Actress Storm Reid boasts a confidence and maturity that far exceeds her years. I was able to find out first-hand during a Zoom interview earlier this month, where we discussed her being the newest face of makeup powerhouse Maybelline. And while Reid isn’t the drugstore favorite’s typical spokesperson — the brand is notorious for its extensive roster of supermodels — the 17-year-old’s impact is already being felt.
Ahead, find out why the partnership is a match made in heaven, how Reid maintains her mental health, and the Black women she admires most.
For you, who has access to every makeup brand that she could ever want, why did you choose to partner with Maybelline?
STORM REID: It’s such a blessing and so surreal, especially as we get closer to the announcement. Maybelline has been a part of my life for basically my entire life. My mom is not a big makeup person, but she’s always a worn mascara. I always just saw Maybelline mascara in the house, and sometimes she would put it on me for recitals or auditions. So I was already familiar with their products. And when this opportunity came to me and when I was having conversations with the Maybelline team, I immediately felt like I was a part of the family. I really knew and could see that my voice and my opinion mattered.
And as a young Black girl, I won’t just be “the face” of something. I’ll be able to implement ideas, I’ll be respected. So yes, even though I do have access to tons of different things, whether that’s makeup brands or not, I’m a purpose driven person. And that’s whether I’m working with brand or jumping on a project as an actress or producer, it has to mean something. It has to not only impact me, but impact audiences. I’m trying not to get too excited, but like on Friday when the product launches and all these things come out from Maybelline, to see a young 17-year-old Black girl in like CVS representing a brand, that’s impactful. And that’s something that young girls like us need to see.
And with so many products to choose from, if you had to make your favorite Maybelline product, what would it be?
REID: Oh my gosh, wow. I would usually say the Fit Me Foundation because it’s full-coverage and amazing, but I would probably have to go with the mascara. My mom used the Colossal Mascara when I was growing up and it’s been around for awhile.
And you talk about impact, which is so important. Growing up, who were those celebrity representations of beauty for you?
REID: There were so many, but there also weren’t enough. But of course, I had Zendaya, so it was like, oh my God, there’s a girl that looks like me on television. And when I look at her now, she’s somebody that not only looks like me, but a person who’s succeeding like crazy, so I know I can do something great, too. But now looking back, I didn’t really have a lot of those young girls on television or on ads that made me as encouraged as Zendaya did. But women like Miss Ava [DuVernay], Miss Oprah, Miss Cicely Tyson, may she rest in peace, those people who have done the work and dedicated their lives and their careers to make us feel seen and heard. So I am forever indebted to all of those women that I mentioned, and so many more.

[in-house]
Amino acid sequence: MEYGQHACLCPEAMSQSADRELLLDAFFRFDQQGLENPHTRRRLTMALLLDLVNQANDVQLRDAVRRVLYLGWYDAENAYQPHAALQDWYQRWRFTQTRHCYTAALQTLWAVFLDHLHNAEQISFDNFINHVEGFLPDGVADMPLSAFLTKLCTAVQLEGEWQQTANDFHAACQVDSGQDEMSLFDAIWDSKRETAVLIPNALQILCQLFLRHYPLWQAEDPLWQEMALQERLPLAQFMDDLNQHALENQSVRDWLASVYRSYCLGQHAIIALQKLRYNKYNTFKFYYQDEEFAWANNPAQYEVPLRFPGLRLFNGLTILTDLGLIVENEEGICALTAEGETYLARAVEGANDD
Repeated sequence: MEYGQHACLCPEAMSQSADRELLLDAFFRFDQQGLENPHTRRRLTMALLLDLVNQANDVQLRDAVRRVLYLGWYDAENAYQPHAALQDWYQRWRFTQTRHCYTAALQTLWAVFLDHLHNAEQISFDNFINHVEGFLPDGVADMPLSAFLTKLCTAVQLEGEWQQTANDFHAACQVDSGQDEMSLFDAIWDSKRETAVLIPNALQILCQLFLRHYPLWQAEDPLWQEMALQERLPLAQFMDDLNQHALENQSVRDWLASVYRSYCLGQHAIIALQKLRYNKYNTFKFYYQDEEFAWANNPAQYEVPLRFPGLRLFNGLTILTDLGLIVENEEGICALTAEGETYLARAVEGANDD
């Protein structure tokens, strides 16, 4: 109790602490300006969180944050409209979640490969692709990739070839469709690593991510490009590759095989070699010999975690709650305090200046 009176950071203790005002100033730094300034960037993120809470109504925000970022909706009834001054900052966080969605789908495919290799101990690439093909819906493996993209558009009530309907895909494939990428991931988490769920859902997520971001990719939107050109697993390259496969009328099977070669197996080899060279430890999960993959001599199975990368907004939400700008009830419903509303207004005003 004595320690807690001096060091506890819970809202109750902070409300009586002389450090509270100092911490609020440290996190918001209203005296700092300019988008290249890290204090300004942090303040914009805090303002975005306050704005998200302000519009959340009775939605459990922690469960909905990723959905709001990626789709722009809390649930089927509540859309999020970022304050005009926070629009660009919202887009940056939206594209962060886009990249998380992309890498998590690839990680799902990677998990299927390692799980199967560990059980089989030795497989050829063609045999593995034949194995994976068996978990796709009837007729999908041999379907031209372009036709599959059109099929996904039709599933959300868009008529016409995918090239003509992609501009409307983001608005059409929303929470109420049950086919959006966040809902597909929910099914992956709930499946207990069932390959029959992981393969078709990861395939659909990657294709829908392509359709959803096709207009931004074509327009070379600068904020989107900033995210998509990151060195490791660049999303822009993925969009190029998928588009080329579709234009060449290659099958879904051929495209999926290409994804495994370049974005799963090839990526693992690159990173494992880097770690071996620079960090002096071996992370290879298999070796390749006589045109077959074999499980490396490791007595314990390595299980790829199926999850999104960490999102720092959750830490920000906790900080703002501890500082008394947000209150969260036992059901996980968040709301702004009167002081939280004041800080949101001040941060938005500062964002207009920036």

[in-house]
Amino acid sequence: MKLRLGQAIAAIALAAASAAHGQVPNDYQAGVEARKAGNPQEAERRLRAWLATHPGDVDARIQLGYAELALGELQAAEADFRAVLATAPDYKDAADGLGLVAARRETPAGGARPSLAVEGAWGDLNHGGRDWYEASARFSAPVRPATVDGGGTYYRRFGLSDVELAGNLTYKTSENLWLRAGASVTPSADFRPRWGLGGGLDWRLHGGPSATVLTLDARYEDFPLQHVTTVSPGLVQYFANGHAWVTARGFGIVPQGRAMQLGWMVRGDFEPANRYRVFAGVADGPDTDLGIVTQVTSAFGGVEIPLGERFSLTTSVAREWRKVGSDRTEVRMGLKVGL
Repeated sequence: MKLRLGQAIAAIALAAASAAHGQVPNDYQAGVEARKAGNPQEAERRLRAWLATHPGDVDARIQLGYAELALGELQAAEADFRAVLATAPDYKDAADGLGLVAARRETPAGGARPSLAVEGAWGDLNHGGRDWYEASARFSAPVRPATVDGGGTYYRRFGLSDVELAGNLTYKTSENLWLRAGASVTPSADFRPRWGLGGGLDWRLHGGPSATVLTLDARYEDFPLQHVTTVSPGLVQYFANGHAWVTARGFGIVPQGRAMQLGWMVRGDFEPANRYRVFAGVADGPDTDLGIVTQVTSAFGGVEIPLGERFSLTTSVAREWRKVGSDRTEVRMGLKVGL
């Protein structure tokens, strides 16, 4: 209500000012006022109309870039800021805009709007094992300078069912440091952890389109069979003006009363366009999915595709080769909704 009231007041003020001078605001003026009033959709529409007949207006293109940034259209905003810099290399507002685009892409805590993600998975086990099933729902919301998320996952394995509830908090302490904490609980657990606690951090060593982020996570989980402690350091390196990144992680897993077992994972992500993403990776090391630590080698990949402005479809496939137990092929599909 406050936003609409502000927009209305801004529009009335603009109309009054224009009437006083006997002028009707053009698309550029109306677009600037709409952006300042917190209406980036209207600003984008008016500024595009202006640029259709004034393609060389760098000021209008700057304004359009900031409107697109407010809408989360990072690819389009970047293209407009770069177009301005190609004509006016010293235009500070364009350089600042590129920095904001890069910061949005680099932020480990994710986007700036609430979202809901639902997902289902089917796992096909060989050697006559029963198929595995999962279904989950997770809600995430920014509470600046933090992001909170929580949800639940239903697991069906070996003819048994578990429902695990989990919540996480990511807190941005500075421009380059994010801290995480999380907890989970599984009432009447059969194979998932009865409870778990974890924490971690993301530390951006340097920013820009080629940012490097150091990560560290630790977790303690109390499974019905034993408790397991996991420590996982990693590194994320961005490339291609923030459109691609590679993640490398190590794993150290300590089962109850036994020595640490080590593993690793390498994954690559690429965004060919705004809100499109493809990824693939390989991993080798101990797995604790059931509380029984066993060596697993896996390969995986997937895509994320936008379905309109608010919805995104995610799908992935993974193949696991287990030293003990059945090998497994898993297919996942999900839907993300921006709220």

You’re so young and you’re in an industry that is incredibly critical. Atop of that, you’ve grown up in the social media era, which it makes things even more critical. How do you manage to keep your mental together and remain confident?
REID: Yeah. I mean, it’s hard. I think people fail to realize or sometimes forget that I’m just 17 and I’m still trying to figure it out. Even when people praise me or applaud my talents, while I do take their sentiments wholeheartedly and I appreciate them, when I see the bad comments I internalize that too. I am just a young girl trying to figure things out.
So I think it’s really my support system. They keep me grounded and they keep me sane, and I can go to them if I do see them back Instagram comment and, and they lift me up. So I think it’s all about having those support systems and those people around you, whether that’s your family, friends, or your team specifically. Have people around you that respect you, that listen to you and, and know that you are going to make mistakes and that you’re not going to say all the right things and you’ll figure it out.
You know, you are so much more mature than I was at 17. So with so much of the world ahead of you, where do you see yourself in 10 years?
REID: It’s funny, because I don’t like answering this question, because I always say that I don’t know what God has in store for me. So I don’t know what the next 10 years is going to look like. But if I had a say, in what the next 10 years would hope to continue to still be in this space of entertainment as an actress and as a producer but most importantly, as a human that is using their art for impact. I want to tell people’s stories, multicultural, multifaceted stories, and I want to create a business to give others opportunities. So that’s what I’d like to do, but again, I don’t know what the universe and what God has in store for me. But I feel like if I continue to stay on this track and simply be a good person, I’ll continue to be used by God as a vessel to inspire people. I think this is something I’ll be doing for a really long time, but we just never know.